A picture is worth a thousand words. Use your graphics to invoke emotion and communicate your offering to the viewer. Depending on your audience, it’s probably best to use photography instead of illustration. Don’t use stock photography either. Although it may be tempting to spend $5 on a photo instead of making the effort to get one taken, most stock photography will degrade the quality of your website. You may find some images that are acceptable, but if you can’t find one that really resonates with your brand and ideals, don’t cut corners.
Elements of effective landing pages
Now that you know how to make a landing page, let’s run over what elements you should be putting on it.
1. Hero image
As the first thing you see when you visit a landing page, the hero image needs to grab attention and set the theme for the rest of the page.
Try to make it full-width if you can, and it’s ok to put text over it. Just make sure that there is contrast between the text and the photo, and that your words aren’t covering anything important to the image.
If you’re using black text, you can increase the exposure of the image in an online editor like BeFunky. Similarly, if you’re using white text, decrease the exposure so that there’s some contrast.
2. Headline with your unique selling proposition
The hero image has captured your audience’s attention, now give them one sentence to deliver your unique selling point. It should explain what you are selling and what makes you special above your competition. Shaun Thornburgh’s hairboutique.co.uk website has this as the headline:
“Fall in love with your hair again. Creative hairdressers in Exeter.”
Think about the power of that statement! They’re selling an experience that will make you fall in love with your hair again.
Make this a section, and let your customer know what they’re going to get out of booking their next appointment with you.
For example, a spa that’s selling a pamper package might want to list the services included, as well as what each one will do for the customer. The massage will relax you, the facial will rejuvenate your skin, etc.
4. Social proof
In this section, give your viewers proof that others find your service to be exceptional. Two to five reviews is a good number to have. If you can link your review to an online profile, do so, as it will add an extra level of authenticity, reassuring the viewer that you didn’t pen the reviews yourself.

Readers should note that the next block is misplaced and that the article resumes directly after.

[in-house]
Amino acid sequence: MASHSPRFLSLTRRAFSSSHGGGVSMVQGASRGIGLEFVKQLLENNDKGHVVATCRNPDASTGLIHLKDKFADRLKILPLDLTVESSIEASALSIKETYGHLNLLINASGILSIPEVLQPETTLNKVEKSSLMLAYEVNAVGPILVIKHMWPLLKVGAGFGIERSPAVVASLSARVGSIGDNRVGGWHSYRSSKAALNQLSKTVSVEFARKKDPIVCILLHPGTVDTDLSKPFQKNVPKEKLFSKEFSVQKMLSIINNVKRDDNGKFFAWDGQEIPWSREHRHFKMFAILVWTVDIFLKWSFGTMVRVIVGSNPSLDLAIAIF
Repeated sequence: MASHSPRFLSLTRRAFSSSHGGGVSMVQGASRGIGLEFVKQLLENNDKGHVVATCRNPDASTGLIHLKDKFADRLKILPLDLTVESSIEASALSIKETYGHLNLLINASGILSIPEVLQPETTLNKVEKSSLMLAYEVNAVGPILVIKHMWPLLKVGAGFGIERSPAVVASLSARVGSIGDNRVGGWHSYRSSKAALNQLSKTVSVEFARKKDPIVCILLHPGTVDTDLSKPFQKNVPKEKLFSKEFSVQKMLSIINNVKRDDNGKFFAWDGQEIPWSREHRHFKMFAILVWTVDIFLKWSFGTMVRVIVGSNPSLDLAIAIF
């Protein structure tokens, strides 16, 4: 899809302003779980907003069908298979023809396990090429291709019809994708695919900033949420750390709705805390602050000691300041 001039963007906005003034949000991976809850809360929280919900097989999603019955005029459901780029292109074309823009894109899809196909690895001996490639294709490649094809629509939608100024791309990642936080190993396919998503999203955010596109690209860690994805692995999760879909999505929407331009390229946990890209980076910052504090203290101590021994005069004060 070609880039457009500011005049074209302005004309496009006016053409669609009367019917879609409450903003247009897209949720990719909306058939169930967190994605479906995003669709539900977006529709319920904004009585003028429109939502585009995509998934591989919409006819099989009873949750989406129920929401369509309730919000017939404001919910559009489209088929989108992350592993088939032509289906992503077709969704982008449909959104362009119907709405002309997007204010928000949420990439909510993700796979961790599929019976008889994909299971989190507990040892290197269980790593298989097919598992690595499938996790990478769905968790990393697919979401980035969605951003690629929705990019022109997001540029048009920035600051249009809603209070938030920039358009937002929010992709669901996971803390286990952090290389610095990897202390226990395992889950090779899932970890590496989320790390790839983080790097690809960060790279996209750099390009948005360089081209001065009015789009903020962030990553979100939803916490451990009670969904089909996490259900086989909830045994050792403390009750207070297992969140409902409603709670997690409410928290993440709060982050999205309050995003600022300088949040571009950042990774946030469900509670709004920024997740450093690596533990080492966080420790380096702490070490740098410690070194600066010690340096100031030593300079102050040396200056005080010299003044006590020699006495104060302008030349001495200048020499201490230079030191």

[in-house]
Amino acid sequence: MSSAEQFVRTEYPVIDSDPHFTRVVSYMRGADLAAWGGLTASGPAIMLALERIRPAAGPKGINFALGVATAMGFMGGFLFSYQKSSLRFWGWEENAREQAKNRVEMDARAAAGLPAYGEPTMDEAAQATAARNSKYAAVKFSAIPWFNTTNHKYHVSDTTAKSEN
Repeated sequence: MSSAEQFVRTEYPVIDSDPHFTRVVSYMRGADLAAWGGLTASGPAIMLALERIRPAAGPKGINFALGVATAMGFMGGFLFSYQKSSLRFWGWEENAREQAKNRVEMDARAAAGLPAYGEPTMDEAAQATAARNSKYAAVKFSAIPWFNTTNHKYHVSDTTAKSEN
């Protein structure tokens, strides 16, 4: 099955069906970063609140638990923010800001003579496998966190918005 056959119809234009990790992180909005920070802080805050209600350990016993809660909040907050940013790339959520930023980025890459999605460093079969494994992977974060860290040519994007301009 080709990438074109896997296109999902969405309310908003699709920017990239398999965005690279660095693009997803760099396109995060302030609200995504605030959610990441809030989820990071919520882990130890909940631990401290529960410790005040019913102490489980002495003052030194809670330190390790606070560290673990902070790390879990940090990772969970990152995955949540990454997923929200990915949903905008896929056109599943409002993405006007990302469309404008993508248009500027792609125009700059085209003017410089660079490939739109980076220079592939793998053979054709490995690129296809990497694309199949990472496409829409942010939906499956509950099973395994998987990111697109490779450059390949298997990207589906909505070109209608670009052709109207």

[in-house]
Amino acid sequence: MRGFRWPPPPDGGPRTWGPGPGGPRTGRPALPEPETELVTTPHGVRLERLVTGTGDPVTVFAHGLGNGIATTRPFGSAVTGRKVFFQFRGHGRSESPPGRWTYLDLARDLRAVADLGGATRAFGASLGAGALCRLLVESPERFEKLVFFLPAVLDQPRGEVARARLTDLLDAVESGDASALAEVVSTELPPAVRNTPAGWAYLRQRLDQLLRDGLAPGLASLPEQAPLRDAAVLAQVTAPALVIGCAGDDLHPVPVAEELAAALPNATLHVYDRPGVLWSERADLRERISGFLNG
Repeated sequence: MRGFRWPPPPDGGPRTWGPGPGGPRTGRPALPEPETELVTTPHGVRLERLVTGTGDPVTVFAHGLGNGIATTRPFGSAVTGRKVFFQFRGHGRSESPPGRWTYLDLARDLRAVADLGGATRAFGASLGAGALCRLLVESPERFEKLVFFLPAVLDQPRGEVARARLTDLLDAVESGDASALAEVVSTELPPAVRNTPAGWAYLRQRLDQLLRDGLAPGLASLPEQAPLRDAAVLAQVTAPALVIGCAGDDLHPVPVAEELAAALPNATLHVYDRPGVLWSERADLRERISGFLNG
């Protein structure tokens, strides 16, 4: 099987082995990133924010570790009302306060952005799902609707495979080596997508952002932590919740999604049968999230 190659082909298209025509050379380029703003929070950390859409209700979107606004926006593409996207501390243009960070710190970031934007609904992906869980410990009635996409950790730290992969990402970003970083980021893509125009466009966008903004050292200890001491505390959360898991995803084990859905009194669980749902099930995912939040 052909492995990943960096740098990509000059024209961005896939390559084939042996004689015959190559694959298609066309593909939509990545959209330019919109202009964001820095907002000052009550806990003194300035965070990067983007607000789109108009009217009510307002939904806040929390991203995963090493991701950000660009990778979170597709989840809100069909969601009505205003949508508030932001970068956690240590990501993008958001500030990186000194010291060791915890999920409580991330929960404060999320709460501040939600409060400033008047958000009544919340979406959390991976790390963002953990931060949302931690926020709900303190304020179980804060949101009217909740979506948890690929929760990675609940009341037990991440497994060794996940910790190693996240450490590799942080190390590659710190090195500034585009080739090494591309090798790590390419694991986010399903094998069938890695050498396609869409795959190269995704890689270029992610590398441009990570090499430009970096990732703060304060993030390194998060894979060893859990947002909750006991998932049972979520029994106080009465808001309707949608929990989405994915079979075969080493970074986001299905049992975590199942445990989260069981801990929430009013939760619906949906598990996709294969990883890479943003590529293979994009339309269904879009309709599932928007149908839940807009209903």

5. Calls to action
Possibly the most important element to have on your landing page is a call to action.
For a lead generation page, this might be a MailChimp form that will gather information for you to be able to continue marketing to your subscribers. It could also be a simple button for your viewers to like your Facebook page, or follow you on Twitter.
For a click through page, this would most likely be a button that would lead to the purchase or booking page. If you’re using Timely to book your appointments, you can use one of the Timely booking buttons to get your page readers to fill your calendar right there and then.
Either way, there should be at least two calls to action on the page. A good way to arrange it would be a button at the top and a button at the bottom of the page, and all of your content in between.
Measuring visits and clicks
To be able to track your page’s effectiveness, calculate a conversion rate, and be able to tweak the settings to increase results, you need to be able to track both visits to the page, and clicks on your calls to action.
There are several free tools that you can use to measure your landing pages efficacy, with Google Analytics being the most commonly used. We’ve put together a comprehensive guide on how to get started with Google Analytics.
Promoting your landing pages
Once you’ve got your landing page set up, you need to get it in front of as many people as possible. We have written several articles to help you get started with promoting your landing page, which you can find in our article on 5 ways to promote your website.